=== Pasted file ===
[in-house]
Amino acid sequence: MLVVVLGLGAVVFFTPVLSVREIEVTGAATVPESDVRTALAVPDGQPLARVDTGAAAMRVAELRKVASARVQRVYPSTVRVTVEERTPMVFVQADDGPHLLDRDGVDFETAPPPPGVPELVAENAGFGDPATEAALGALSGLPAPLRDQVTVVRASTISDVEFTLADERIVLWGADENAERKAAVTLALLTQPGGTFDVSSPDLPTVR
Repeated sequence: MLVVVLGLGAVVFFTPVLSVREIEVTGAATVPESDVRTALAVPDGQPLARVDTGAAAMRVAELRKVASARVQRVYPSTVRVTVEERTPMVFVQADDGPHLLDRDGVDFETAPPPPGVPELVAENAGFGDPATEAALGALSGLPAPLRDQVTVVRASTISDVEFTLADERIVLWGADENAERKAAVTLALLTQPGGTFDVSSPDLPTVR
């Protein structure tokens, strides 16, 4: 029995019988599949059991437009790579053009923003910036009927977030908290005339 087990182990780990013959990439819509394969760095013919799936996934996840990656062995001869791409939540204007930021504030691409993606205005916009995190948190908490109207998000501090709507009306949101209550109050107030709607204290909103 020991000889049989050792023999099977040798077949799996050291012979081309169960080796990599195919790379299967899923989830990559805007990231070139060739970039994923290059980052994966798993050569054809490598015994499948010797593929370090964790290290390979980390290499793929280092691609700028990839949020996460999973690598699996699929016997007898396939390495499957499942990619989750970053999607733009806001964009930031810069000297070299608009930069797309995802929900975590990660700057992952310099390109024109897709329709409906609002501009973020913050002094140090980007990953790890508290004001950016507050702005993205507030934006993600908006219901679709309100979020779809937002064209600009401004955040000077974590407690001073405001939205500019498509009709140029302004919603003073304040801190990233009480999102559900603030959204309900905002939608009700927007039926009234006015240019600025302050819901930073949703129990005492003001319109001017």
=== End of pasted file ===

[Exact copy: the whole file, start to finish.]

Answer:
[in-house]
Amino acid sequence: MLVVVLGLGAVVFFTPVLSVREIEVTGAATVPESDVRTALAVPDGQPLARVDTGAAAMRVAELRKVASARVQRVYPSTVRVTVEERTPMVFVQADDGPHLLDRDGVDFETAPPPPGVPELVAENAGFGDPATEAALGALSGLPAPLRDQVTVVRASTISDVEFTLADERIVLWGADENAERKAAVTLALLTQPGGTFDVSSPDLPTVR
Repeated sequence: MLVVVLGLGAVVFFTPVLSVREIEVTGAATVPESDVRTALAVPDGQPLARVDTGAAAMRVAELRKVASARVQRVYPSTVRVTVEERTPMVFVQADDGPHLLDRDGVDFETAPPPPGVPELVAENAGFGDPATEAALGALSGLPAPLRDQVTVVRASTISDVEFTLADERIVLWGADENAERKAAVTLALLTQPGGTFDVSSPDLPTVR
């Protein structure tokens, strides 16, 4: 029995019988599949059991437009790579053009923003910036009927977030908290005339 087990182990780990013959990439819509394969760095013919799936996934996840990656062995001869791409939540204007930021504030691409993606205005916009995190948190908490109207998000501090709507009306949101209550109050107030709607204290909103 020991000889049989050792023999099977040798077949799996050291012979081309169960080796990599195919790379299967899923989830990559805007990231070139060739970039994923290059980052994966798993050569054809490598015994499948010797593929370090964790290290390979980390290499793929280092691609700028990839949020996460999973690598699996699929016997007898396939390495499957499942990619989750970053999607733009806001964009930031810069000297070299608009930069797309995802929900975590990660700057992952310099390109024109897709329709409906609002501009973020913050002094140090980007990953790890508290004001950016507050702005993205507030934006993600908006219901679709309100979020779809937002064209600009401004955040000077974590407690001073405001939205500019498509009709140029302004919603003073304040801190990233009480999102559900603030959204309900905002939608009700927007039926009234006015240019600025302050819901930073949703129990005492003001319109001017």